His first love in sports was boxing but when he was beaten up black and blue he vowed never to set foot in a boxing ring. He then set his sights in karate, a sport which saw him becoming a household name. Today Solly Reikeletseng is the man in charge of the Botswana National Sports Council but the road of his sporting career has not been smooth sailing.
He has won tournaments and hailed as a hero, he has lost and labeled a loser, he has cried tears of joy and sorrow but as he tells Sinqoe Tessa in this interview, sport and karate to be precise has taught him discipline and has made him resilient. And these have also helped him not only in sports but in running his business, Itekanele Health Scheme.
For the love of the games
You were recently announced the chairman of the Botswana National Sports Council, how does it feel?
I am still in shock, trying to come to terms with my new position because I was somehow caught by surprise.
So you didn’t see this coming, but you have been in the sports field for years now, sure you somehow wished to occupy such a seat?
Not at all, for me it’s not about positions but about developing sports in Botswana and making a difference in people lives through sports.
There is talk that you got this position because you are friends with people in higher offices, your take on that?
(Laughs) Knew that question was coming, the perception out there is that I am friends with the Minister of Sports and Culture, Shaw Kgathi, the Vice President and the President himself but tell you what, those are baseless allegation. My profile speaks volumes about what I have done in as far sports is concerned in this country so really I find it rather funny that there are some people who think I was favoured. And one thing that people have to understand is that my appointment was not done by one person, it’s a process that starts with recommendations from a departmental level until it’s approved by cabinet. My experience in sports is more than my age.
What are the challenges that lying ahead?
I have three main challenges, one-the fact that my predecessors are successful people who achieved a lot hence have to make sure that I maintain and even up the standards. Secondly, sport has grown in Botswana, we are now on the global map and hence we are now competing with the world and that comes with a lot of expectation. And remember we are talking about 32 sporting codes which are all affiliated to BNSC. Lastly, gone are the days when people were taken for granted in terms of sports information. Batswana are now so well informed about sports that one can never afford to wish wash them and say this has been done when it has not been.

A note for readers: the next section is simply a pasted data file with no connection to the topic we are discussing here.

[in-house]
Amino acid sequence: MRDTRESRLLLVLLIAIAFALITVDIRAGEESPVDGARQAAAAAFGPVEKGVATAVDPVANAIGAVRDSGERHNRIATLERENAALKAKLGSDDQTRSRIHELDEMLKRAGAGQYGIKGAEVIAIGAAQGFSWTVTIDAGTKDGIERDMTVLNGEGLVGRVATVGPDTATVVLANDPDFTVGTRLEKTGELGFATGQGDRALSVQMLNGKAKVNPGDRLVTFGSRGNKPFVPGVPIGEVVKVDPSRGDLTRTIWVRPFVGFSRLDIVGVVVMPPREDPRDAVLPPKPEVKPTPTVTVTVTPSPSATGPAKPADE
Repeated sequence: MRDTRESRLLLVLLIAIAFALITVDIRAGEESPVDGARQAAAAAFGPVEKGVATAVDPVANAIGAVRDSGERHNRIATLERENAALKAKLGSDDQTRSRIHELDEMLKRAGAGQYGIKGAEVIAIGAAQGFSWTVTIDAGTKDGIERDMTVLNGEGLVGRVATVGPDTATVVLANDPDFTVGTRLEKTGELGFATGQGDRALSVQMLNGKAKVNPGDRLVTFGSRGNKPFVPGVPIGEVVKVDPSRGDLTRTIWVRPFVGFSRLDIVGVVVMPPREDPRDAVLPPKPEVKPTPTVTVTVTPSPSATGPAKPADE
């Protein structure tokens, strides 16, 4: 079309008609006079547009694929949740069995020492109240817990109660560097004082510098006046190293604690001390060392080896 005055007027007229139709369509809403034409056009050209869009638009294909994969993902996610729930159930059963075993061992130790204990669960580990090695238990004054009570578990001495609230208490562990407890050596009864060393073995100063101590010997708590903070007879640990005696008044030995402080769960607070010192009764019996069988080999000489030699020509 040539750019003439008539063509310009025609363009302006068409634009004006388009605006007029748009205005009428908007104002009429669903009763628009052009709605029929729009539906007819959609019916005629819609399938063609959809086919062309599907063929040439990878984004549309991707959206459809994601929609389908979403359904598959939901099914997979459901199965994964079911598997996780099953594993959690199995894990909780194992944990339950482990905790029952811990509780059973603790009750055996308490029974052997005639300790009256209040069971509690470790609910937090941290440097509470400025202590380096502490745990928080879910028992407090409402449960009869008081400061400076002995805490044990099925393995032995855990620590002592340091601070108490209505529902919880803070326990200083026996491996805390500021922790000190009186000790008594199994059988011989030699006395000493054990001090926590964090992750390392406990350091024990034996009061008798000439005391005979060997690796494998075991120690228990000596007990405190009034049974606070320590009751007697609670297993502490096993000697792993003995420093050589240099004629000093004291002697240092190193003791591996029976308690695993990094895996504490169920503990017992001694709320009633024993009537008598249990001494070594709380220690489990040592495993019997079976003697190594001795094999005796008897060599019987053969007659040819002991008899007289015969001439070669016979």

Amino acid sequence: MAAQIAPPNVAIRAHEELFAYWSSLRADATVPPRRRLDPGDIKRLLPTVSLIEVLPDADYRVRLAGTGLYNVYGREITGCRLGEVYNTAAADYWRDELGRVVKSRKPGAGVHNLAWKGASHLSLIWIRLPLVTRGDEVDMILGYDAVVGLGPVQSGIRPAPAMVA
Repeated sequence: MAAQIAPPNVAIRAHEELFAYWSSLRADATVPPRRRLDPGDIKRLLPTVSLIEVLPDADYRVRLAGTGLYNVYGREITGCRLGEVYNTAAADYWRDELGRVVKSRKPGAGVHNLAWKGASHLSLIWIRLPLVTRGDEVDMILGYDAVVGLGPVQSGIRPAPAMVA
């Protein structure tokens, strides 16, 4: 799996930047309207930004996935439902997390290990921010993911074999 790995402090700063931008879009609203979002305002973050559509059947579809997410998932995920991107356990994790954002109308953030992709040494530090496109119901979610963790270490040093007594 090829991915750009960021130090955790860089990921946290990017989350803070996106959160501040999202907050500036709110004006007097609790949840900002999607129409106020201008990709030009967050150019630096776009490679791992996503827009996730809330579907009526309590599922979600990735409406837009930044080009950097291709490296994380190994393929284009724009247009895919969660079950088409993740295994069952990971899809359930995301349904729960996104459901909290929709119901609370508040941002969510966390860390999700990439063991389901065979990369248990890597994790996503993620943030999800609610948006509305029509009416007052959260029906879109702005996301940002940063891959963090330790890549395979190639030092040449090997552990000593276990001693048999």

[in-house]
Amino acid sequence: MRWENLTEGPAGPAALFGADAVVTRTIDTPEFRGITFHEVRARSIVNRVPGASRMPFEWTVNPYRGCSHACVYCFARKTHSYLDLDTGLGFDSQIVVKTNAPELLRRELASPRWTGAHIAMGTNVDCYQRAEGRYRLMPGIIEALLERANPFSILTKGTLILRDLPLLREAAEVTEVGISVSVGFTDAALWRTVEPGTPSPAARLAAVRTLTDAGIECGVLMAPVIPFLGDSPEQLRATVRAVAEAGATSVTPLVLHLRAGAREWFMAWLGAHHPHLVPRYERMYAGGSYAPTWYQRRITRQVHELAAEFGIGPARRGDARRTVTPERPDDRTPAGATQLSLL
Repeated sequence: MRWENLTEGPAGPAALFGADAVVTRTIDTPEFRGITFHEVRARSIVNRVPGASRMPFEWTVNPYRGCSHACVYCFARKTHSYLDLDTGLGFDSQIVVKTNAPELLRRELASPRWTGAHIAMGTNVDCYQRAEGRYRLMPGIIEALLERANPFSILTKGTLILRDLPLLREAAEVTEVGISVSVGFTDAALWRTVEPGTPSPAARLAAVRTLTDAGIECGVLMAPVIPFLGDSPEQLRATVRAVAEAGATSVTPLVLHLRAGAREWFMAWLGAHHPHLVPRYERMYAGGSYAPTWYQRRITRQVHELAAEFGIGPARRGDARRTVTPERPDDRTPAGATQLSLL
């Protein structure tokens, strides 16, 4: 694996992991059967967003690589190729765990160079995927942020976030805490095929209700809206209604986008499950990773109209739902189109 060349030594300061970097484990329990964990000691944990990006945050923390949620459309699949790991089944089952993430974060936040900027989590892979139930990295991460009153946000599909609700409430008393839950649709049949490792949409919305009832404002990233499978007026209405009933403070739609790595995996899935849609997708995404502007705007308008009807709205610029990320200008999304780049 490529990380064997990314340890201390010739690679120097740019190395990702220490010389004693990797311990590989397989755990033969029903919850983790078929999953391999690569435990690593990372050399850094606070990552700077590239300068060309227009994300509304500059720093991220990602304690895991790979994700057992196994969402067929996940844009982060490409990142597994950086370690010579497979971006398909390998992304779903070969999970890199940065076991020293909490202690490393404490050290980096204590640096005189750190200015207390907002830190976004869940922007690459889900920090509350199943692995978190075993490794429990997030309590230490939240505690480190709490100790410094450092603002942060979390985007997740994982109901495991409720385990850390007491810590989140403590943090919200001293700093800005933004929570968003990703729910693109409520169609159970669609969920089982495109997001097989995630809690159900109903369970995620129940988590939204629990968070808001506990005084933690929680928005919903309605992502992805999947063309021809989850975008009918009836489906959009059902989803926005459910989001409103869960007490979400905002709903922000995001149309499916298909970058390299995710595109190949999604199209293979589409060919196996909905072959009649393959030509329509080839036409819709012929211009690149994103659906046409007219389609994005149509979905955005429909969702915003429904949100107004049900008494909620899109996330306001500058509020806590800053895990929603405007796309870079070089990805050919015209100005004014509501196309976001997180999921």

What immediate changes are we likely to see at BNSC and sports fields in general?
It’s too early to say because we haven’t even met as a committee but what I can say is that by the time I clock my 100th day in office you will be able to judge me by the things I would have done.
Now that you are at the helm of BNSC, what legacy do you want to leave when you finally decide you have done your part?
I want to leave Botswana sports in a completely different level, a level that will changes lives for better. When I have long left I want to meet strangers who will come up and say thank you for the job I would have done. Nothing will ever make me happy than knowing that I touched many lives through developing sports. Sports is one thing where people go beyond their capabilities, where everyone involved is treated equally despite their background and would thus want to make sure that even those people who come from the most remote areas of Botswana get to realize their dreams if they are into sports.